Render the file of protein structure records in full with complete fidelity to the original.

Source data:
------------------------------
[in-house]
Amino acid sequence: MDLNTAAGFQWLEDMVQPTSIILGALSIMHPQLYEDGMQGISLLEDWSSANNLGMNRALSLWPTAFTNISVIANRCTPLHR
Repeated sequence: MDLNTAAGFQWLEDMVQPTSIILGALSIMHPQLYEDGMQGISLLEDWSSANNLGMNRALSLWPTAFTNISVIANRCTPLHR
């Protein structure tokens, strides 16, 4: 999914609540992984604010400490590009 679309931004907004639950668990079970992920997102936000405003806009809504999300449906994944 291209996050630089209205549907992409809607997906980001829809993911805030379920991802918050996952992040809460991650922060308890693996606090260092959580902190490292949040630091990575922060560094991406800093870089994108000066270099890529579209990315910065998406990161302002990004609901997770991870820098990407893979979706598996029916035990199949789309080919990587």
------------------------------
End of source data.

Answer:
[in-house]
Amino acid sequence: MDLNTAAGFQWLEDMVQPTSIILGALSIMHPQLYEDGMQGISLLEDWSSANNLGMNRALSLWPTAFTNISVIANRCTPLHR
Repeated sequence: MDLNTAAGFQWLEDMVQPTSIILGALSIMHPQLYEDGMQGISLLEDWSSANNLGMNRALSLWPTAFTNISVIANRCTPLHR
């Protein structure tokens, strides 16, 4: 999914609540992984604010400490590009 679309931004907004639950668990079970992920997102936000405003806009809504999300449906994944 291209996050630089209205549907992409809607997906980001829809993911805030379920991802918050996952992040809460991650922060308890693996606090260092959580902190490292949040630091990575922060560094991406800093870089994108000066270099890529579209990315910065998406990161302002990004609901997770991870820098990407893979979706598996029916035990199949789309080919990587």